This giveaway is open to anyone and the deadline to comment is Sunday, December 16th. The winner will be announced by December 18th.

Thanks so much, Nancy, for taking time out of your business schedule to be interviewed and for offering this fabulous prize. 


Nancy Churnin is the theater critic for The Dallas Morning News and author of THE WILLIAM HOY STORY, HOW A DEAF BASEBALL PLAYER CHANGED THE GAME, on multiple state reading lists; MANJHI MOVES A MOUNTAIN, winner of the 2018 South Asia Book Award; CHARLIE TAKES HIS SHOT: HOW CHARLIE SIFFORD BROKE THE COLOR BARRIER IN GOLF, winner of the Silver Eureka Honor Award; IRVING BERLIN, THE IMMIGRANT BOY WHO MADE AMERICA SING, on multiple best of year lists, including7 of the Best Jewish Books for Kids by Children’s Book Review; THE QUEEN AND THE FIRST CHRISTMAS TREE, featured on the Royal News Blog. On March 5, 2019: MARTIN & ANNE, THE KINDRED SPIRITS OF DR. MARTIN LUTHER KING, JR. AND ANNE FRANK. In 2020: BEAUTIFUL SHADES OF BROWN, HOW LAURA WHEELER WARING PAINTED HER WORLD. A native New Yorker, Nancy is a graduate of Harvard University, with a master's from Columbia University School of Journalism.

Website: http://www.nancychurnin.com/
On Facebook: https://www.facebook.com/NancyChurninBooks/
On Twitter: @nchurnin
On Instagram: @nchurnin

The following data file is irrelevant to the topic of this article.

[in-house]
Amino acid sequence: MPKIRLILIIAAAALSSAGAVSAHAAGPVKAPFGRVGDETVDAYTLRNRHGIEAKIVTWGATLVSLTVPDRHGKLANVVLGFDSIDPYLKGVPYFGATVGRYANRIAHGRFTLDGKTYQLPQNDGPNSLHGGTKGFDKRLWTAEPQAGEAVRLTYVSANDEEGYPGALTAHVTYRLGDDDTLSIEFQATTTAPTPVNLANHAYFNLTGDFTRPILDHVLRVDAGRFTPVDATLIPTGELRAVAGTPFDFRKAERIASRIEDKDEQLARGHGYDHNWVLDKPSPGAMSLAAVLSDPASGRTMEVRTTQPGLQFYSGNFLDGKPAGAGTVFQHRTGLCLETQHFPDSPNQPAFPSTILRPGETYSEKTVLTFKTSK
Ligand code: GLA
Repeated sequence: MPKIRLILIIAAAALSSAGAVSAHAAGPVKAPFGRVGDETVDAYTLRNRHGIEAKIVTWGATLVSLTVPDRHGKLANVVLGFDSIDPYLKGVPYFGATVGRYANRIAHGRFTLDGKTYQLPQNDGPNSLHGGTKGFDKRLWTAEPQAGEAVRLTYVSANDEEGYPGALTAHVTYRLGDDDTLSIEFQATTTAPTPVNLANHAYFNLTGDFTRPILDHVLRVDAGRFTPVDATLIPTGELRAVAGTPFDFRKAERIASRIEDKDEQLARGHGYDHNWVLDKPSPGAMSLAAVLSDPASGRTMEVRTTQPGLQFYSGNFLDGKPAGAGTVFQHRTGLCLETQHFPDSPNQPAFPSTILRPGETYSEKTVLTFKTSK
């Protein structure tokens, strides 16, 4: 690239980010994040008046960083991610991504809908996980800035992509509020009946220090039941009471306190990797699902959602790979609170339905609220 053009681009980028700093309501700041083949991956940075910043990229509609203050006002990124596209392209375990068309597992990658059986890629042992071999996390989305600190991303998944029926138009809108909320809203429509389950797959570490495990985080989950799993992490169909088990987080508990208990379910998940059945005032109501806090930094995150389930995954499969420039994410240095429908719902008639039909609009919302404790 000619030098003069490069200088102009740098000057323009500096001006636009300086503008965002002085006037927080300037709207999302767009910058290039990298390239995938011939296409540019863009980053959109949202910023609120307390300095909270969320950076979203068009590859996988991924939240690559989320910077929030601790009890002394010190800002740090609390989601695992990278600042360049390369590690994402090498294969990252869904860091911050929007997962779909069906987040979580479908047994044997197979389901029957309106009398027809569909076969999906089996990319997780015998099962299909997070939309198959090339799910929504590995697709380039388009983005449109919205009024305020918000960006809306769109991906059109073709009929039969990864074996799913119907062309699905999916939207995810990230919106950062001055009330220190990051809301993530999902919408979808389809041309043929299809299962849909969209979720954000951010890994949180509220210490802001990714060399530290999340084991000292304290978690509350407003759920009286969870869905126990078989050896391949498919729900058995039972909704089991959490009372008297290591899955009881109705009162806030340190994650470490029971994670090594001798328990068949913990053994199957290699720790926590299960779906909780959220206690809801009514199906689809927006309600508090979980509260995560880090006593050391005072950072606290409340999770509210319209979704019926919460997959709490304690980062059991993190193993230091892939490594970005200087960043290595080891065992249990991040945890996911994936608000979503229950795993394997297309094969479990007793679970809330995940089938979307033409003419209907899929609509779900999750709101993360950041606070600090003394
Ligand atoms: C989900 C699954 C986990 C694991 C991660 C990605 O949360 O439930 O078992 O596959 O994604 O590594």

33 comments:

  1. Such a great post, Linda! I love Nancy's books too, and I can't wait to read this one!

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    1. yea, she really captures the essence of people and their accomplishments.

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  2. Our family tradition is to have stockings on Christmas morning. We are all grown up, but we still have our Santa stockings filled with fun little things.

    As for kindness at the holidays, I like to over tip and service staff. I try to make eye contact with people and give them at least a smile and hello no matter who they are, no matter their social status, we are all in this together. Seeing a person smile; their eyes light up, makes me smile even more.

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    1. those are all good things, Sarah.
      Happy holidays to you.

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  3. I met Nancy at that WOW 2016 conference and found her to be so approachable and willing to share what she's learned in her writing journey. This book looks fabulous.